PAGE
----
Cool, rainy days

Looking ahead at the next 10 days of weather, it looks like frost may be behind us. Today is much cooler than yesterday, but tonight the temperature doesn’t fall but a couple of degrees. Cool, rainy days are bread days. There is a loaf and a half of homemade bread in the freezer, but no more rolls for sandwiches that call for a roll rather than a slice. I pulled out the mixer and the dough bowl and made a batch of the sandwich roll recipe, dividing it into 8 rolls instead of 6 at the recommendation of a friend that made them after I did a couple weeks ago. They are a much better size. I also used half whole wheat flour with the all purpose to make them heartier an healthier.

And pizza dough rising for dinner.

My walk in the drizzle up to check for mail revealed the beautiful Dogwood at the top of the drive in full bloom, though they aren’t really, as it is just the colored modified leaves showing now, the real bloom in the center hasn’t opened yet.

On my way back down to the house, I saw the Momma Wren fly from her Barberry Bush nest so I took a peek.

Though the one in the garden failed, this wren has 5 hungry babies hidden away. I will leave them alone as I can see the nest from the utility room and will see as they get ready to fledge.

Yesterday, we went to the local nursery and though I tried to start my own pepper and tomatoes, they look puny and leggy, so I purchased my pepper and tomato starts for the garden. They are under the grow light with hardening off time when the wind and rain permit. I have tried numerous times to start my own starts and never had good results. The 14 starts are healthy and strong and cost less than the 4 packages of seed. I guess I should just plan on buying them each year. I wore a mask and was pleased that all the employees and other customers had on masks. They didn’t even handle my debit card and I had taken my own container to bring them home. Another couple of weeks and they will go in the garden. In the meantime, I need to finish the weeding and prep.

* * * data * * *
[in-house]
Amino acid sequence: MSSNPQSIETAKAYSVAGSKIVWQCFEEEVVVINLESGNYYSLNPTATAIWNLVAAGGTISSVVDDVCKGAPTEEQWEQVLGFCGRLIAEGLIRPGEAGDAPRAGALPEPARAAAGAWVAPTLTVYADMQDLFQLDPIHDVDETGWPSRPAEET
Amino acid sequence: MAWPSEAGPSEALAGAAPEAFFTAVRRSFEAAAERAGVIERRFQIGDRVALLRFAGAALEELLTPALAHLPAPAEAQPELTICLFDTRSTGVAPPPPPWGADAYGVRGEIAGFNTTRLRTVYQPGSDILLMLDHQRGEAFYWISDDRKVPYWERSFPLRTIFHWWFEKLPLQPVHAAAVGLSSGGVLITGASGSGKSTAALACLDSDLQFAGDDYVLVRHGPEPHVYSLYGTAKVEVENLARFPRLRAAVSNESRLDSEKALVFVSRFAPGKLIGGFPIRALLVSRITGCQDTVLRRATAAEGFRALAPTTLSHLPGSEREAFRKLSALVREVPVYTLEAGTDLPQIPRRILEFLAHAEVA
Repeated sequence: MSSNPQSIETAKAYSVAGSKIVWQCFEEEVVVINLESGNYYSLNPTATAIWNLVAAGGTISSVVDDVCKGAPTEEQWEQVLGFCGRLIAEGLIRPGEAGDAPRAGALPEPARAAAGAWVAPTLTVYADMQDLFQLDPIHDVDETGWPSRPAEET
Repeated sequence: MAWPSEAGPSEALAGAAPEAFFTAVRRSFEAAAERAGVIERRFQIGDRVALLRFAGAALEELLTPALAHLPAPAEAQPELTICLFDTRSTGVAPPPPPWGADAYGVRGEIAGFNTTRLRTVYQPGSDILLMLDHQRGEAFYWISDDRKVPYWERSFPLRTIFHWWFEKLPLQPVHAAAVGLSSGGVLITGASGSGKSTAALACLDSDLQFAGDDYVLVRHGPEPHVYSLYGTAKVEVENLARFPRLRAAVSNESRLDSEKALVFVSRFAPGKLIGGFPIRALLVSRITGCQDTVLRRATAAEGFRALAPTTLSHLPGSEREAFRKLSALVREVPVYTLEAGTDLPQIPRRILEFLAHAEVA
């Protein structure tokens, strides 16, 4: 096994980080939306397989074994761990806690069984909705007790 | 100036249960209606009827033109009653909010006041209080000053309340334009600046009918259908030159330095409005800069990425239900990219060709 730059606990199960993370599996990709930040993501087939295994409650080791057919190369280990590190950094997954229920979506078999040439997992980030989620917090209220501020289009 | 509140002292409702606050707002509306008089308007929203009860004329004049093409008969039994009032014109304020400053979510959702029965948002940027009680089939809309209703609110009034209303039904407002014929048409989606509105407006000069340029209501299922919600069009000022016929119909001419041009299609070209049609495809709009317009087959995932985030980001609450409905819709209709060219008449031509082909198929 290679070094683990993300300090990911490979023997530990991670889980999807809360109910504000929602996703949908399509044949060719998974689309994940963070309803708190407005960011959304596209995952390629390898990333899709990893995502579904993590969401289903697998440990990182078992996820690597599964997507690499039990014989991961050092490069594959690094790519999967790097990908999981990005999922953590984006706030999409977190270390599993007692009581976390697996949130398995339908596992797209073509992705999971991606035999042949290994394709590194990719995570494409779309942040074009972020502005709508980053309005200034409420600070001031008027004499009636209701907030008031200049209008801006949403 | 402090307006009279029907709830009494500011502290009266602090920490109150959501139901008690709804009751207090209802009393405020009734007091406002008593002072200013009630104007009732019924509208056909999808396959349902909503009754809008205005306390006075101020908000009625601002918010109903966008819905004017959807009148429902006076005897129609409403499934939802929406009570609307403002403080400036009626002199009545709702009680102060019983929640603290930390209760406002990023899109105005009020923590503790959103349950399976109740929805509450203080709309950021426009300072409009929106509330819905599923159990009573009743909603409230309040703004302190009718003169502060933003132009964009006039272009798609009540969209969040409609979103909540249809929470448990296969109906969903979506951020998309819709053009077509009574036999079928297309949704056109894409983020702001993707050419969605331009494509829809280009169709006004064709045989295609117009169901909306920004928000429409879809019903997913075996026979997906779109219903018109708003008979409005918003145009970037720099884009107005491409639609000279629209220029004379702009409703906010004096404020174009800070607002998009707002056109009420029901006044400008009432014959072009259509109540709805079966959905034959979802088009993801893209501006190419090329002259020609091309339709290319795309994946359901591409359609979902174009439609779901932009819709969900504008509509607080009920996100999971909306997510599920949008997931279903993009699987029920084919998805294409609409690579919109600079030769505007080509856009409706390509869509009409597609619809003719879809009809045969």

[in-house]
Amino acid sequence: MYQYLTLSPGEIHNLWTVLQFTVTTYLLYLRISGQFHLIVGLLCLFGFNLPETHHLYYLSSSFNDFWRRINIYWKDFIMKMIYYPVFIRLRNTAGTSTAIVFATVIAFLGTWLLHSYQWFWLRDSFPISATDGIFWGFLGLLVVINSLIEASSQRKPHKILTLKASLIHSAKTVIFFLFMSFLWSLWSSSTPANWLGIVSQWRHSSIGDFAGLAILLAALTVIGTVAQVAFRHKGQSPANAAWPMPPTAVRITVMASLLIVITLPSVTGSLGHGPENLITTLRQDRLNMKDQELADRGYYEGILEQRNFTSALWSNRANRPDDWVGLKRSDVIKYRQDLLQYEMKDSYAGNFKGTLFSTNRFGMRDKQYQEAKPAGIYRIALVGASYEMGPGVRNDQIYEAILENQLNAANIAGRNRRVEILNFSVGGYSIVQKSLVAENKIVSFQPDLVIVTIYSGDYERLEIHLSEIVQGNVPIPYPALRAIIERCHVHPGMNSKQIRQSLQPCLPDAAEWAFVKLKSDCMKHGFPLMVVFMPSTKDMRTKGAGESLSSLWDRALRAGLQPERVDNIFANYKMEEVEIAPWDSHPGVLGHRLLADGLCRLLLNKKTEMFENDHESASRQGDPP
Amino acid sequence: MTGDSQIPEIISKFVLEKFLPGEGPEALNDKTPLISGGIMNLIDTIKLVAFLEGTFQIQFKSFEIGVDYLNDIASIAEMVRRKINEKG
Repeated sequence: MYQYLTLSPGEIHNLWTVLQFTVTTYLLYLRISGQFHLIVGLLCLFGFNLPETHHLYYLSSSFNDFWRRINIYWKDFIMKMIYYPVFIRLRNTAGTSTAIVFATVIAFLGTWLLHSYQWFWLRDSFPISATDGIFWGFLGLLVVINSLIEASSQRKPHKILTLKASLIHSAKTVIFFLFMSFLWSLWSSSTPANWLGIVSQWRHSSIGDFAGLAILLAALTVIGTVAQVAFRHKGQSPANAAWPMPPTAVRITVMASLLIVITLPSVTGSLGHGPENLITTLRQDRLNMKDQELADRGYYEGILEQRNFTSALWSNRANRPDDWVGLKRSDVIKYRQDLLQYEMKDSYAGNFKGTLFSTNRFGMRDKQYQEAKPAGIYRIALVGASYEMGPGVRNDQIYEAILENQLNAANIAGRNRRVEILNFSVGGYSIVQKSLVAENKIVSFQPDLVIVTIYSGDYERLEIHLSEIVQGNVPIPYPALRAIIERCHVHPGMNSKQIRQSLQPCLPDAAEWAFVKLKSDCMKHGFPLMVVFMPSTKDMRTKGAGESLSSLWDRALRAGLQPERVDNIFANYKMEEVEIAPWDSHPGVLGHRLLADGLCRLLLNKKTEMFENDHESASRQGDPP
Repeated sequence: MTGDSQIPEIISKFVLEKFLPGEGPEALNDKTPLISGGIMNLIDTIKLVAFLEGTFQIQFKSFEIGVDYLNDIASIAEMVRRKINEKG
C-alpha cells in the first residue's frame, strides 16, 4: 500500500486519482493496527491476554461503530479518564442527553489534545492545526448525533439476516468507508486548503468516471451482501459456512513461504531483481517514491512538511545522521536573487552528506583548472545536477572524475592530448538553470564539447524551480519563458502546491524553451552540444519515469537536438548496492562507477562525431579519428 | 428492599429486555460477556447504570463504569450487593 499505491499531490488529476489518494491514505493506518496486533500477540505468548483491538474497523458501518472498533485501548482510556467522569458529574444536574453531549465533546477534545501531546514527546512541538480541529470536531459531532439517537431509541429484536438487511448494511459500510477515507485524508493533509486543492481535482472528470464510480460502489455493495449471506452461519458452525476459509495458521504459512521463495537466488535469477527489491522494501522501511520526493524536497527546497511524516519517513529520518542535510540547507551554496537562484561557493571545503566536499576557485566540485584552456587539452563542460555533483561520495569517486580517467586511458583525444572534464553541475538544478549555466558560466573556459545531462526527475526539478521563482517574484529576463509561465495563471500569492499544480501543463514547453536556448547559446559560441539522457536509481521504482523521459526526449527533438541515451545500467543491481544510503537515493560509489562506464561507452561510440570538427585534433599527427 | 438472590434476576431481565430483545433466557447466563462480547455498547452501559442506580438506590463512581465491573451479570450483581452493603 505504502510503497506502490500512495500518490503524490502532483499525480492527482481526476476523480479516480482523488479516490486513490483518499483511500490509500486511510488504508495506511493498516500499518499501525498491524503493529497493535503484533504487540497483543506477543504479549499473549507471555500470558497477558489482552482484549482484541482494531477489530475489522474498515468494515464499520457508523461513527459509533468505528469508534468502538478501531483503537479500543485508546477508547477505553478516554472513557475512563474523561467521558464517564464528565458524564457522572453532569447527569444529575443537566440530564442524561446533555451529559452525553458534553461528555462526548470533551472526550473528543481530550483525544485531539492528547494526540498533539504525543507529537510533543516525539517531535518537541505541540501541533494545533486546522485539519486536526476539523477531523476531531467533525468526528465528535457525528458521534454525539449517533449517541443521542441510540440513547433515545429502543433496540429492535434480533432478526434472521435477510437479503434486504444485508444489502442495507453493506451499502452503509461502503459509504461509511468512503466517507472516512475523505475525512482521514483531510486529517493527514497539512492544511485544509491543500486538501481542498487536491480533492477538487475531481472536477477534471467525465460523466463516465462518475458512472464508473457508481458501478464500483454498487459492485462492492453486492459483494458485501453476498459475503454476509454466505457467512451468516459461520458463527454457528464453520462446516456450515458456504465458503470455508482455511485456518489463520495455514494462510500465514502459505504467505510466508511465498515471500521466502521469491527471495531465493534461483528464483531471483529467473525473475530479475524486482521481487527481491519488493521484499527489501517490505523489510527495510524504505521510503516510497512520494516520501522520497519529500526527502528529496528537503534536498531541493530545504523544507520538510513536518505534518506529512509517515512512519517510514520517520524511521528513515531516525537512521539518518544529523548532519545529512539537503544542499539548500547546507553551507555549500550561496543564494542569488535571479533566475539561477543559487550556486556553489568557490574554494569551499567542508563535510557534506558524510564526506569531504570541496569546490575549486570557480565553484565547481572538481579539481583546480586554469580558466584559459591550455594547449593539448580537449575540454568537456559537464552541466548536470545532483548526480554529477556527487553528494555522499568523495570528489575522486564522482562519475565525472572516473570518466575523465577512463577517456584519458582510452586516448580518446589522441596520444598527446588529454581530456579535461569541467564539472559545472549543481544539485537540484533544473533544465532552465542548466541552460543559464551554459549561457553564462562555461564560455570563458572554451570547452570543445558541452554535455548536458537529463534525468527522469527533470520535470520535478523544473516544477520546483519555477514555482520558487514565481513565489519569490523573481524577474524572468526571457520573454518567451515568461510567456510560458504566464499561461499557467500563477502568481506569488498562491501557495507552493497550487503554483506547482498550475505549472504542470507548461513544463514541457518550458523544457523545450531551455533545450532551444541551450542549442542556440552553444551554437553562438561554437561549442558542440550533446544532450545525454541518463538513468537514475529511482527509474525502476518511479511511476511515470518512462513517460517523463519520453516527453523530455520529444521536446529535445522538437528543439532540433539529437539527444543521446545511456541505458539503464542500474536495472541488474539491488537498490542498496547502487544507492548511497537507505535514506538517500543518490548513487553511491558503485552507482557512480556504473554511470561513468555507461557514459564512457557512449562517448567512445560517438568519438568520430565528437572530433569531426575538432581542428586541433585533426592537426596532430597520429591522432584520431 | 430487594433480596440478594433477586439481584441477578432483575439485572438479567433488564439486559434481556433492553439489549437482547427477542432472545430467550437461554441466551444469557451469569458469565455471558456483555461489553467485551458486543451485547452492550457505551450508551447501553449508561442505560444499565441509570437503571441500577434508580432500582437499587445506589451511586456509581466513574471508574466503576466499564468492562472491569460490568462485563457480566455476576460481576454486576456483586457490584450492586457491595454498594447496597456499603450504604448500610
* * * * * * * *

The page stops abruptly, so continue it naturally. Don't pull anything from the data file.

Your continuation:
Return to Simpler Times

I have blogged in the past about being a bit hippy in the sense that I have always had a garden, been a recycler before it was popular or required, used up/reused before throwing away. Long before I met my husband, I cooked from scratch, baked my own bread, and was vegetarian by choice, though that aspect is more limited as he is a definite omnivore and cooking two different meals is too onerous. We do have meatless meals occasionally, I do make sides such as macaroni and cheese or au gratin potatoes that I can eat as my meal and he as a side. During my earlier days of omitting meat from my diet, I read several books, bought a couple. Only one of them has stayed in my library, a nutrition guideline and recipe book full of vital information and anecdotes of the lifestyle changes of the authors. The book is “Laurel’s Kitchen.”

My copy is 2 years older than our marriage, 4 years older than my eldest child, well worn, well loved, and cherished. Though I rarely refer to a recipe anymore in my cooking, it is still pulled off the shelf to check my intuition when returning to cooking something I have let lapse over time.

One of those processes that lapsed after the kids were grown and less bread consumed, was bread baking. By that time, artisan loaves and whole grain breads could be purchased in the grocer or at the Farmers’ Markets. With us at home and away from others, bread baking has returned to my routine. The internet has a wealth of recipes and instructions on “how to” but I love my old book. Yesterday, I blogged that with our Natural Foods Store doing email orders and no touch curbside delivery, I bought the fixings for a meatless Mediterranean dinner, but needed to make Pita. When I first moved into this home with hubby still working across the state, Son 1 and his family were living here with me and still doing interior work on the house. They were very amenable to meatless meals and both very good cooks, so we would buy Dolmas and olives, they would make hummus and tabbouleh, and I would make Pita bread and we would feast. I haven’t made Pita in at least a dozen years, but knew that when I made them then, the recipe did not come from the internet, but from my beloved book. This morning, I pulled it back off the shelf to refresh my memory. The recipe in the book makes 24 Pitas, or if half of the dough is formed into a loaf, a dozen Pitas and a loaf of bread. I may go for half a dozen Pitas, a loaf of bread and half a dozen sandwich rolls.